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From "Rick Hillegas (Commented) (JIRA)" <j...@apache.org>
Subject [jira] [Commented] (DERBY-866) Derby User Management Enhancements
Date Fri, 09 Dec 2011 20:57:39 GMT

    [ https://issues.apache.org/jira/browse/DERBY-866?page=com.atlassian.jira.plugin.system.issuetabpanels:comment-tabpanel&focusedCommentId=13166546#comment-13166546

Rick Hillegas commented on DERBY-866:

Hi again Mike,

I would like to address some of your other concerns.

Let me start out by noting that no-one is forcing an application to use NATIVE authentication.
The application has to opt into this scheme. If the application doesn't need authentication,
then this feature will not affect it at all. If the application uses LDAP or a custom authenticator,
then this feature has no effect either.

Like you, I have worked on systems which had a master database in addition to the application-specific
databases. I share your anxiety about the complexity of those systems. Because of those anxieties,
I resisted this approach for a long time. However, I have settled on this approach because
it is nonetheless more appealing than the other alternatives which I listed above in my 2011-11-22
comment. Option (I) is impossible to implement securely. Option (III) is not a solution at
all, it just punts the problem back to the user. So I have settled on option (II).

This proposal tries not to tightly couple the databases. What is being discussed here is not
a master database in the sense of the old systems which we used to work on. This is just a
credentials database. In most systems which opt into NATIVE authentication, I suspect that
there will only be one database. That is, for them the application database will do double
duty as the credentials database too.

Of course, once we introduce the possibility of a separate credentials database, then developers
may think up other uses for it and try to use it to perform some of the other functions of
a master database. We will have to be vigilant about that feature-creep.

Let me address some of your other concerns.

o You observe that "a single database problem could prevent access to all databases". True
enough. But this is just a special case of the fact that the authenticator, whatever it is,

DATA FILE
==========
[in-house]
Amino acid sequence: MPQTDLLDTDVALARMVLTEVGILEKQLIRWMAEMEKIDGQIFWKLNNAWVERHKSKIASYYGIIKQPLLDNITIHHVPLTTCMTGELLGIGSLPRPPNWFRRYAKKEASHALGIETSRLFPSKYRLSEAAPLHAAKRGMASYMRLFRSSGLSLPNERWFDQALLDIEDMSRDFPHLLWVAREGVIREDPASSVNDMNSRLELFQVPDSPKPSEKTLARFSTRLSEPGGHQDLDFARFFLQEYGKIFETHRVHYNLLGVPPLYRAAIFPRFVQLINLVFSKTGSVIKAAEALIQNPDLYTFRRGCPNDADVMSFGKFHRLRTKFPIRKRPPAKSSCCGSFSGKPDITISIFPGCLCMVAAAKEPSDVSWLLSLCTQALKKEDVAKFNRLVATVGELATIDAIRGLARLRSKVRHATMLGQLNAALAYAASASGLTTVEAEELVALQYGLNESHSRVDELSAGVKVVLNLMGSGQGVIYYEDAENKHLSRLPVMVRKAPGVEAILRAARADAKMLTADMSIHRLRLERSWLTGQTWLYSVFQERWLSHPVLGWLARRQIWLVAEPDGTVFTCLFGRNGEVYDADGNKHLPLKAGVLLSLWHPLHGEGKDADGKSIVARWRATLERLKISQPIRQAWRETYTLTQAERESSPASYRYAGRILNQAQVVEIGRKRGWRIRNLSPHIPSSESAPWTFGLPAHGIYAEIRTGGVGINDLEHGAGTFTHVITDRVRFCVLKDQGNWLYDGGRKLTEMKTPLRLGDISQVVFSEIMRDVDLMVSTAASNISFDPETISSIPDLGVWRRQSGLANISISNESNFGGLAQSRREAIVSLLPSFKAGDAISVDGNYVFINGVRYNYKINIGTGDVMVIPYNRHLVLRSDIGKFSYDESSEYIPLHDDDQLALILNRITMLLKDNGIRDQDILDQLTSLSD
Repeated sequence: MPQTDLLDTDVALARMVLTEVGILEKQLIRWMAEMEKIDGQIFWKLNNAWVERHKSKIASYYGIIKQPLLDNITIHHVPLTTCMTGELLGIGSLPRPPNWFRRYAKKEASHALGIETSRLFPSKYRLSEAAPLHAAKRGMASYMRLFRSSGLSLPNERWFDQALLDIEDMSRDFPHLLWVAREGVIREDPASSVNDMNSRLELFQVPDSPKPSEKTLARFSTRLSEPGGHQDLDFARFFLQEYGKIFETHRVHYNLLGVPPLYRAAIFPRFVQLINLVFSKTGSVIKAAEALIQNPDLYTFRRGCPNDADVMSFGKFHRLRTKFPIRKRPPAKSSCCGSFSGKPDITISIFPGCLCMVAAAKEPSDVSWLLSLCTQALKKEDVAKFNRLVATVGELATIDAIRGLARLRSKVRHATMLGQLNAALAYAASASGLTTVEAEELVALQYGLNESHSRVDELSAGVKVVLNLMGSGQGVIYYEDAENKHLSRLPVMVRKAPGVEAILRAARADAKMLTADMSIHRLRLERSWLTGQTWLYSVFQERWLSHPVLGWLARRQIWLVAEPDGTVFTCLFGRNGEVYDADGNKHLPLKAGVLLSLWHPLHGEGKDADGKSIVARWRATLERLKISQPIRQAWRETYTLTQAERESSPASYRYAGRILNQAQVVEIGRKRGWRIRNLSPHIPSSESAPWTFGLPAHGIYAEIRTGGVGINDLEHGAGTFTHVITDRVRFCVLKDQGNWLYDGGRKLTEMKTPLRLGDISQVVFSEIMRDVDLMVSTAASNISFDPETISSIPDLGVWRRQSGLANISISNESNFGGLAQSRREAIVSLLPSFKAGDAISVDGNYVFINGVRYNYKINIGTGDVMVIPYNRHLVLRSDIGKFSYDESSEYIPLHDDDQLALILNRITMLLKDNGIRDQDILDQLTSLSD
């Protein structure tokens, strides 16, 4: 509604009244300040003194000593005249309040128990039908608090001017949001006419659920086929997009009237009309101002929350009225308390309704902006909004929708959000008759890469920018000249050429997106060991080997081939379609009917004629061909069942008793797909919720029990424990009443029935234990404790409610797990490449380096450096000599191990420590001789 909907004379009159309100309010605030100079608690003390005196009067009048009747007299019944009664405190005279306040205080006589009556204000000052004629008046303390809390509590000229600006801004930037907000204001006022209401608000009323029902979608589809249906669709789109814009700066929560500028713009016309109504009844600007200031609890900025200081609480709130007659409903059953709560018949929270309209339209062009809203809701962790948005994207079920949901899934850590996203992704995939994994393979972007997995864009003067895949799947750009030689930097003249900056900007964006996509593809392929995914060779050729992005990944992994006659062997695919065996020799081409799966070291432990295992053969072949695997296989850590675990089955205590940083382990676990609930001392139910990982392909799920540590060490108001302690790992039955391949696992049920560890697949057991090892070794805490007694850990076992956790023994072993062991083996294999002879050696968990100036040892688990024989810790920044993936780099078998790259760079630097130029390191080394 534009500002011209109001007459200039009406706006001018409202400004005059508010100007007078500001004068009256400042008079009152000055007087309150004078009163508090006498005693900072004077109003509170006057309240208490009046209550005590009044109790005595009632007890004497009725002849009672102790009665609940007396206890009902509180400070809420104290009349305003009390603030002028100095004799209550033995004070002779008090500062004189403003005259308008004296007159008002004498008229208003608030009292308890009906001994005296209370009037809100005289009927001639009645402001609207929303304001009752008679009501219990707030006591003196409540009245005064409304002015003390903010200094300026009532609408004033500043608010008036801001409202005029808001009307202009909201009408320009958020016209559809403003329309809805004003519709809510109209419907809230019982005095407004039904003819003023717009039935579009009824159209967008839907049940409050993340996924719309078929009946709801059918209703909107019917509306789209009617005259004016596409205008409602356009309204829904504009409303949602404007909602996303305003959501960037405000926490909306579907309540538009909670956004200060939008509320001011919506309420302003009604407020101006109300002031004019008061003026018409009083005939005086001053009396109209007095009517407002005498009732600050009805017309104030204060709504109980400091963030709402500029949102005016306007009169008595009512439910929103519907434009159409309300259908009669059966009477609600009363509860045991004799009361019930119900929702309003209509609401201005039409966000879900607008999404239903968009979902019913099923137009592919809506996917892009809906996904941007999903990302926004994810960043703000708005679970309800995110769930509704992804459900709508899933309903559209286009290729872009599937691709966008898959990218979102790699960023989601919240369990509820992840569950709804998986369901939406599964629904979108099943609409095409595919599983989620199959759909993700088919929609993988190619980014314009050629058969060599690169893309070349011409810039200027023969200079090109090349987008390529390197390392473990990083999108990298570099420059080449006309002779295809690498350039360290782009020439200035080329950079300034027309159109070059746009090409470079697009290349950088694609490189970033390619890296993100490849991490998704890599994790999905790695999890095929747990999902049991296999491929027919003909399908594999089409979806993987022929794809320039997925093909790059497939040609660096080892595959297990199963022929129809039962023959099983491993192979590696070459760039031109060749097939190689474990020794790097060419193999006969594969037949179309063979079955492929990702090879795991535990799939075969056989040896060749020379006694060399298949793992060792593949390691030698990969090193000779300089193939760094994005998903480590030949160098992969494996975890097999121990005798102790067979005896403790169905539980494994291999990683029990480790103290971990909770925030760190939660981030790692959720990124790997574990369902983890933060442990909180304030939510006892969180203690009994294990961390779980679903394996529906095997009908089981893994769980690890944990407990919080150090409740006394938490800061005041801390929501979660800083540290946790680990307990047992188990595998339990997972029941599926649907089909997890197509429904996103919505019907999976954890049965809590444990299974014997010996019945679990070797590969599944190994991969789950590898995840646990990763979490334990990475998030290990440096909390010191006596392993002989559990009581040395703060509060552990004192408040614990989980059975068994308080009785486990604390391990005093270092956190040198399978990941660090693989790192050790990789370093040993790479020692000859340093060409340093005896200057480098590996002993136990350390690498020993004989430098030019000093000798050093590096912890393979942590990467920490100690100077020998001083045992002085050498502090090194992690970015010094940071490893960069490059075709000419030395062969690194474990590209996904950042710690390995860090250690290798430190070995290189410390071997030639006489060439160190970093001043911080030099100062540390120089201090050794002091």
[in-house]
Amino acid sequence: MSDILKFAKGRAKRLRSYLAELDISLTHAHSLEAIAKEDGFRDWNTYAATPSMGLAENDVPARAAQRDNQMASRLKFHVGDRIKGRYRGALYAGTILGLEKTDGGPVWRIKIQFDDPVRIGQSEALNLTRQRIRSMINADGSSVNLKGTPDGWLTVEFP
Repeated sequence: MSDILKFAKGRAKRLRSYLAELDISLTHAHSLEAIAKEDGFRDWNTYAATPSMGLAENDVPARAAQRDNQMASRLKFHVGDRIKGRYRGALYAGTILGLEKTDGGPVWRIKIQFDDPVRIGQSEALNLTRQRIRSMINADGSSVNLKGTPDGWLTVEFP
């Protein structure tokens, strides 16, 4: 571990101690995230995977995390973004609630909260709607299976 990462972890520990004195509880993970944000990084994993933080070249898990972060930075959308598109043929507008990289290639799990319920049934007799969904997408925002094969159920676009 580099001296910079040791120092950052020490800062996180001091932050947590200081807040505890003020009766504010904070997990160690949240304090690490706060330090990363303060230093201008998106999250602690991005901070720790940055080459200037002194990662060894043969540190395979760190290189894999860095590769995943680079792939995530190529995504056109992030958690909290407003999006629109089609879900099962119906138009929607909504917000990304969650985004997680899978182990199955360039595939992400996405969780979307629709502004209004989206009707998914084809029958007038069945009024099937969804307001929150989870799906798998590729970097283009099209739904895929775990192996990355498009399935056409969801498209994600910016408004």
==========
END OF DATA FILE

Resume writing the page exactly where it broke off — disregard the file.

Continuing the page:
is a bottleneck and single-point-of-failure. LDAP could go down and so could a user-supplied
custom authenticator.

o You observe that "now backup of a database becomes more complicated as it can be out of
sync with the master db". Again, I do not see a new danger being introduced here. The linkage
to the credentials database is no stronger than the linkage to LDAP or to a user-supplied
custom authenticator.

o You ask, "are databases now not portable across systems, or only if combined with master
db?" Again, the same response. No new danger is introduced other than the danger already experienced
with LDAP and user-supplied custom authenticators. If you move your database to another system,
then you must make sure that the authentication service is available there too. I would even
go so far as to argue that NATIVE authentication is more portable than LDAP for the usual
case of an application with a single database which serves as the credentials database. The
credentials are in the database. Nothing could be more portable than that.

o You ask, "how does this affect replication?" I do not see any replication issues for a system
which has only one database and which uses it as the credentials database. In systems which
manage multiple databases in the same JVM, I do not think that replication failover has really
been thought through. In those systems the slave database will be on a separate machine and
will somehow have to be copied back to the system hosting the common JVM. After the slave
database becomes usable by the common JVM, it will have access to the credentials database
managed by that JVM. However, thank you for raising this topic. This is an area we will want
to test.

o You ask, "can the master db be encrypted, and if so how do you get multiple keys from single